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Europe's Migrant Crisis Spreads Ashore As Refugees Enter Bulgaria On Foot


Refugees from Iraq and Syria are trying to escape the conflicts in their countries by setting off for Europe. We've heard of the EU's struggle to deal with people crossing the Mediterranean Sea in rickety boats, but the migration crisis is growing on another front - those coming to Europe by foot. That journey takes them to Turkey's border with Bulgaria. NPR's Ari Shapiro drove for hours through Bulgaria to reach the easternmost edge of the European Union.

ARI SHAPIRO, BYLINE: We've just passed a sign that says, Turkey - three kilometers. And now we've turned off the road, and we're rolling along a rutted dirt track to get to the actual spot where Bulgaria meets Turkey. Down in the valley below, on one side, there's a big Turkish flag. And then, just a few feet away, there's a huge Bulgarian flag, and next to it, a European Union flag, which, in some ways, is even more important. If you're trying to escape a war in the Middle East on foot and you want to enter the European Union, this is where you have to come.

PLAMEN DINEV: (Through interpreter) You can see it's 90 degrees out here, and everybody's on patrol.

SHAPIRO: Plamen Dinev is the chief of surveillance for Bulgaria's Border Guard. He's worked here for 30 years. Most years, about a thousand people would successfully cross the border. This year, 7,000 have crossed already. Last weekend alone, 650 people tried to cross, most of them unsuccessfully.

DINEV: (Through interpreter) They keep trying two, three, five times. If they don't get through here, they go down the road. You can never stop them.

SHAPIRO: So you're fighting the wind?

DINEV: (Through interpreter) I'm Don Quixote tilting at windmills. This is the problem.

SHAPIRO: The European Union has provided money for surveillance cameras here. There's a border fence, three helicopters and more. But a smuggler gets paid about $1,500 for two hours work taking a group into Europe, so there's a huge incentive to break through. To get a sense of what happens here when guards meet migrants, I spoke with a small-town police officer who was part of a human wall blocking entry at the border. His commander told him everybody trying to cross was Taliban. He could see right away that wasn't true.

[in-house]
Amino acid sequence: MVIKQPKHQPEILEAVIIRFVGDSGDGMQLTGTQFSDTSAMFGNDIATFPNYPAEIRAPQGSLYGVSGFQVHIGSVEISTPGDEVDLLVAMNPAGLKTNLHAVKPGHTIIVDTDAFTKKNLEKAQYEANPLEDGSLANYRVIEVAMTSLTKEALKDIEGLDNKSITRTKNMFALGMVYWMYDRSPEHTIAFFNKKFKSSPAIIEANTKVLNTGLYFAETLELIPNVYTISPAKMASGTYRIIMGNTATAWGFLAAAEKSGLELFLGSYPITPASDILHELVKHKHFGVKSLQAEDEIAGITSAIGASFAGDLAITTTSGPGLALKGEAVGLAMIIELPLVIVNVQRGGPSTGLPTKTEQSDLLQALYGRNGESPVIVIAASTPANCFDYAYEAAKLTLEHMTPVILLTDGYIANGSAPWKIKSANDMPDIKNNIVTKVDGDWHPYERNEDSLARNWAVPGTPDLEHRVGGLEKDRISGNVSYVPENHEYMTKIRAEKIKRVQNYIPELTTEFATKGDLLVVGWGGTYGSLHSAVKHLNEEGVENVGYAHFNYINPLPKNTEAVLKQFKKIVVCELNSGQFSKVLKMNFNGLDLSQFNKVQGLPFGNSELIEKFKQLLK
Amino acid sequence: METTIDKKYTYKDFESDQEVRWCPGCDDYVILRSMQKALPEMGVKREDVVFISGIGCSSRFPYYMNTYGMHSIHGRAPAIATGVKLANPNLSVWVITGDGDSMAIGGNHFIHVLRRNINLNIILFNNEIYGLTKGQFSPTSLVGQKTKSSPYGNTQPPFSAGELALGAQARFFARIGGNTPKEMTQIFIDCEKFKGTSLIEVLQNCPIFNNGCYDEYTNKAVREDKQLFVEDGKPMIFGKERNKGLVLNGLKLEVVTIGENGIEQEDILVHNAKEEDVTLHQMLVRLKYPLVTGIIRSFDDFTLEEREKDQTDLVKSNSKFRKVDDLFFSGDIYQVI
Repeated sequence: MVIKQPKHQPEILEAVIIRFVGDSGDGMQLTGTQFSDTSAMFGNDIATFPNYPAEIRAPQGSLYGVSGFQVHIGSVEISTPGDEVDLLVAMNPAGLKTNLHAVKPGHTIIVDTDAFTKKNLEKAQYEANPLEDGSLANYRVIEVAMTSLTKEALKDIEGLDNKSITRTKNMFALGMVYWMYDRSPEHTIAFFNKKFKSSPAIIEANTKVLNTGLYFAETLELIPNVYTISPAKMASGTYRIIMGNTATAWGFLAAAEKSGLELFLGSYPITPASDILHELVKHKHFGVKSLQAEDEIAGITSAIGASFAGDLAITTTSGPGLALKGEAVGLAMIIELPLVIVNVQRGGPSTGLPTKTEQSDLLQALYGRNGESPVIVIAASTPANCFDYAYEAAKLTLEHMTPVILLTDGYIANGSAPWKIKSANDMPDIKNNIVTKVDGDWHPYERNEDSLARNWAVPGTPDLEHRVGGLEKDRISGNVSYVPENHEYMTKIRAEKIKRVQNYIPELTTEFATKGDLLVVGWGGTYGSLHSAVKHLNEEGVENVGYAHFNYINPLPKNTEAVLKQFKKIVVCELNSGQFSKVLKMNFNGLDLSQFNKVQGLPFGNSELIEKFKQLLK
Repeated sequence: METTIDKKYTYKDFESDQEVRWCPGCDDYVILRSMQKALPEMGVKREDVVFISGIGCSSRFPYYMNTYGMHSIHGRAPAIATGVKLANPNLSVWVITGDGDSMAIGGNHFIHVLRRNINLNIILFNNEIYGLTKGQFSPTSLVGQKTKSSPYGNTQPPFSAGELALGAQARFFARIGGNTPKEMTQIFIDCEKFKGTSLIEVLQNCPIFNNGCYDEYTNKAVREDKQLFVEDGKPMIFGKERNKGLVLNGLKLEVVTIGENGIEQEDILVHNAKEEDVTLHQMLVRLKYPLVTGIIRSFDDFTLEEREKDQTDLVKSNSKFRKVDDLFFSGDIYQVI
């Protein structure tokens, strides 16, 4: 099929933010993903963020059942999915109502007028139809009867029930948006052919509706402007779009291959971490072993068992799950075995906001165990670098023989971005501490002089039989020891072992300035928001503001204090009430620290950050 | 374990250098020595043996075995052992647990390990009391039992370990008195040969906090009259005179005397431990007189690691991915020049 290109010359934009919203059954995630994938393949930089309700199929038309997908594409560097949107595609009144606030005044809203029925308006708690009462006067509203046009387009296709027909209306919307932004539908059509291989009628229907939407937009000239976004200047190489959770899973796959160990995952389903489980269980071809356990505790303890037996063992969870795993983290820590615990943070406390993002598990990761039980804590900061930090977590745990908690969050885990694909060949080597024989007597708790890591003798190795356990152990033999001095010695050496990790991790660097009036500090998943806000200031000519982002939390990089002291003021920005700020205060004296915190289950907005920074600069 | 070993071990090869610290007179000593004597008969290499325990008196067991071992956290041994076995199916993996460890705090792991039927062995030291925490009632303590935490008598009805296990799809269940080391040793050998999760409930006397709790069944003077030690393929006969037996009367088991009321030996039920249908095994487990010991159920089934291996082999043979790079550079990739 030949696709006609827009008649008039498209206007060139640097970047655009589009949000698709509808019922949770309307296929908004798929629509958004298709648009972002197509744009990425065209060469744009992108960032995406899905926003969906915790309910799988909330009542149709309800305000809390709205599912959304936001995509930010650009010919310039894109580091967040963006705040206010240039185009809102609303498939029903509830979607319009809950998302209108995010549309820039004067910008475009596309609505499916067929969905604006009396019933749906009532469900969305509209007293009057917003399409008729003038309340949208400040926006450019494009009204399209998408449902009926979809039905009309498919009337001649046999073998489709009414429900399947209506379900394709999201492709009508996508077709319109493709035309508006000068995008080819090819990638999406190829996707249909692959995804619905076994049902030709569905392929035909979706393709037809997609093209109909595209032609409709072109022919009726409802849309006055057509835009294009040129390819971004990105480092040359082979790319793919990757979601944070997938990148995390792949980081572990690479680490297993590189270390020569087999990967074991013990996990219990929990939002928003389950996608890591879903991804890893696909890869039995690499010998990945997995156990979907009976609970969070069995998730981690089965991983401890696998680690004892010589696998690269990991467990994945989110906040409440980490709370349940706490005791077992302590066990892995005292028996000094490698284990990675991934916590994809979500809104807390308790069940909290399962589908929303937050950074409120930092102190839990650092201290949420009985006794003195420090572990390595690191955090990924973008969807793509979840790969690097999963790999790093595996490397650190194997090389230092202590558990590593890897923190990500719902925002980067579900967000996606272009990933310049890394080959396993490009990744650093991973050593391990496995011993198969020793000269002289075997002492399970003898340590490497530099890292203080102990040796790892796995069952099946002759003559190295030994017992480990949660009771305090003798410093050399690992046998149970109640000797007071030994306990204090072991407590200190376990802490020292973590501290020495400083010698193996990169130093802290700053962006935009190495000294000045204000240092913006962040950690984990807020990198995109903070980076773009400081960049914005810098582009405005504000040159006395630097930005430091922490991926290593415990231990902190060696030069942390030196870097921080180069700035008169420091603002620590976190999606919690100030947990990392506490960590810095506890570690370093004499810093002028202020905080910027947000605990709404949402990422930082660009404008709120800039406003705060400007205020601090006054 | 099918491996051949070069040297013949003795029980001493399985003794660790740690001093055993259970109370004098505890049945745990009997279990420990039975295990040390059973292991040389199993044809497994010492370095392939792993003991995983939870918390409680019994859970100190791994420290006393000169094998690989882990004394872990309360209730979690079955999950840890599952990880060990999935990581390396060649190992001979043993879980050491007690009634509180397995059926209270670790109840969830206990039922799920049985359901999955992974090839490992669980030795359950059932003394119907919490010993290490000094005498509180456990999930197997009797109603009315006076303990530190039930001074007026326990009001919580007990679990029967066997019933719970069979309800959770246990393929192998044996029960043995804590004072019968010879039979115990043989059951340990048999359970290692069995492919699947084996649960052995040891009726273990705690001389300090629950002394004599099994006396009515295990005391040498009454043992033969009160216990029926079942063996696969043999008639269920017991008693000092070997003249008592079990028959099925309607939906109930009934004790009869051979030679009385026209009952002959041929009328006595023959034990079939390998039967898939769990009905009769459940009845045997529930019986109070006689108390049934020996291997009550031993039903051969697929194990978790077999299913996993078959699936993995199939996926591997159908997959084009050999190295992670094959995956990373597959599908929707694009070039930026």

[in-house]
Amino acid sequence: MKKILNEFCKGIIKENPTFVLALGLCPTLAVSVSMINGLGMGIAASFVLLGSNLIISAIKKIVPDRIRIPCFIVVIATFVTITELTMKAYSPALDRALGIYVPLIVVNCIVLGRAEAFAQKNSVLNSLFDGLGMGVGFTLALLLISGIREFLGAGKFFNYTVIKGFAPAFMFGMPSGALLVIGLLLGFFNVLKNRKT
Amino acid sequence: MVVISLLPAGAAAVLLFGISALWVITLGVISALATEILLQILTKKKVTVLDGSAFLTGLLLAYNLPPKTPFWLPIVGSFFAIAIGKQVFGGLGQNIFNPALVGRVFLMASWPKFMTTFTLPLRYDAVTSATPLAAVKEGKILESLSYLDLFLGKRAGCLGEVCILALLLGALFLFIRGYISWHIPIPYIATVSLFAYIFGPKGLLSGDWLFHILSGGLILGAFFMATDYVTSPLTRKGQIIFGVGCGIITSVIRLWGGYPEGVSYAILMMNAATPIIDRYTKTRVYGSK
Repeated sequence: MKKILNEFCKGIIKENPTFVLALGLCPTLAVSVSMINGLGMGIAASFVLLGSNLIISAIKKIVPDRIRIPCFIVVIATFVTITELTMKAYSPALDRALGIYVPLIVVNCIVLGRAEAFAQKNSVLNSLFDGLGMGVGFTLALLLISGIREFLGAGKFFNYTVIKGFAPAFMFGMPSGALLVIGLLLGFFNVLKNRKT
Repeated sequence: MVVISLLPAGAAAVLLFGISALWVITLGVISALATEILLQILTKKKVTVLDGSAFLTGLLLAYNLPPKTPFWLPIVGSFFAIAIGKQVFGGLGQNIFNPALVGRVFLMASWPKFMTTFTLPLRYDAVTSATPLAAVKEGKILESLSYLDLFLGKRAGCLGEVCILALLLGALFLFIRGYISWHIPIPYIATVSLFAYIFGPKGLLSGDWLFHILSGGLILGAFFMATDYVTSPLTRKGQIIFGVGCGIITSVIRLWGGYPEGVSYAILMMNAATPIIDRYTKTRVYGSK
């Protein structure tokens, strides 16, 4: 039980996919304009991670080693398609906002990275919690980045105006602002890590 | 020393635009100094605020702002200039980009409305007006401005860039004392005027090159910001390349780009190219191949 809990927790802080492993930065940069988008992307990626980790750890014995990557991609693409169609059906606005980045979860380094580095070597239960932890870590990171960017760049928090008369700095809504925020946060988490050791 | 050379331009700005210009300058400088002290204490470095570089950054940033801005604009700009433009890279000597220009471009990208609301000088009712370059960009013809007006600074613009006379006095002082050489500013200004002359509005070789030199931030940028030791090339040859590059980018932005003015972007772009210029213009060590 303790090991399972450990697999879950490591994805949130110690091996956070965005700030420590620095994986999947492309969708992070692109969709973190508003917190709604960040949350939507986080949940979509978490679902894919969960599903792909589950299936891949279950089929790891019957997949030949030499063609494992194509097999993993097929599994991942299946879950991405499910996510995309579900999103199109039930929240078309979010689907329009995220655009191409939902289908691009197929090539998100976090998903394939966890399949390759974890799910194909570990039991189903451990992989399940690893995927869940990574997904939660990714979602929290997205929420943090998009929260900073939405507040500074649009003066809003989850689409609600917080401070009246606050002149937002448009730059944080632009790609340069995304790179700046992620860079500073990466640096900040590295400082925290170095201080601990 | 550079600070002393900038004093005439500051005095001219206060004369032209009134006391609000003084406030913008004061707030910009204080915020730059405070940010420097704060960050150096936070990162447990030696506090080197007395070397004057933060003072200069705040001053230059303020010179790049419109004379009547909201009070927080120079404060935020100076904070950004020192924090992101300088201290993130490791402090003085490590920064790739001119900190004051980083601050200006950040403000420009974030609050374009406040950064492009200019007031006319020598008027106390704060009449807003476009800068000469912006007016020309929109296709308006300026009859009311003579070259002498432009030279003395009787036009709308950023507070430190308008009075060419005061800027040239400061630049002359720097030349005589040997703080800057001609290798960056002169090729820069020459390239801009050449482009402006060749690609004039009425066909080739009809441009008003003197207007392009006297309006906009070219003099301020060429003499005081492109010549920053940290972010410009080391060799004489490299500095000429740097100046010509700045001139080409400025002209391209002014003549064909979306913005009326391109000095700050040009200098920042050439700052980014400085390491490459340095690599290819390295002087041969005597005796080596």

UNIDENTIFIED MAN: (Through interpreter) They look like nomads. They had been on the road a long time. I could see their clothes were torn and dirty.

SHAPIRO: We're not using his name because he could get fired for talking to us. He says he had no training or preparation as a border guard.

UNIDENTIFIED MAN: (Through interpreter) We were given orders not to fire our weapon at any cost, and we were also given orders not to let anybody in at any cost.

SHAPIRO: How do you do both of those things at the same time?

UNIDENTIFIED MAN: (Through interpreter) I have no idea.

SHAPIRO: He says the migrants who showed up during the day looked old, tired, sick, hungry. The ones who showed up at night were stronger and healthier. He would shout at them in Bulgarian and English.

UNIDENTIFIED MAN: Stop. Don't cross the border. Turn around. Go back to Turkey.

SHAPIRO: Many of them did not understand the language. Sometimes, they would run at the guards, and sometimes the guards used their batons.

UNIDENTIFIED MAN: (Through interpreter) They beat people once or twice a day.

SHAPIRO: He admits his colleagues hit people, but he says he never had to. Groups from the UN to Human Rights Watch documented those abuses and worse a year ago. Since then, things seem to have improved. At a police center near the border, an official takes us inside a building. In a room with bare, white walls, three families sit in a large metal cage - about a dozen people. The children look bored. A man sleeps on a wooden table. They were all picked up at the border in the last 24 hours. We walked down the hall to another room.

We're in a room now with a woman with a headscarf is getting fingerprinted, and she's got grass on her shirt. Her shoes are dirty. It looks like she's been walking for a long time.

Now, her new life in Europe is about to begin. Ari Shapiro, NPR News, on Bulgaria's border with Turkey. Transcript provided by NPR, Copyright NPR.

Ari Shapiro has been one of the hosts of All Things Considered, NPR's award-winning afternoon newsmagazine, since 2015. During his first two years on the program, listenership to All Things Considered grew at an unprecedented rate, with more people tuning in during a typical quarter-hour than any other program on the radio.
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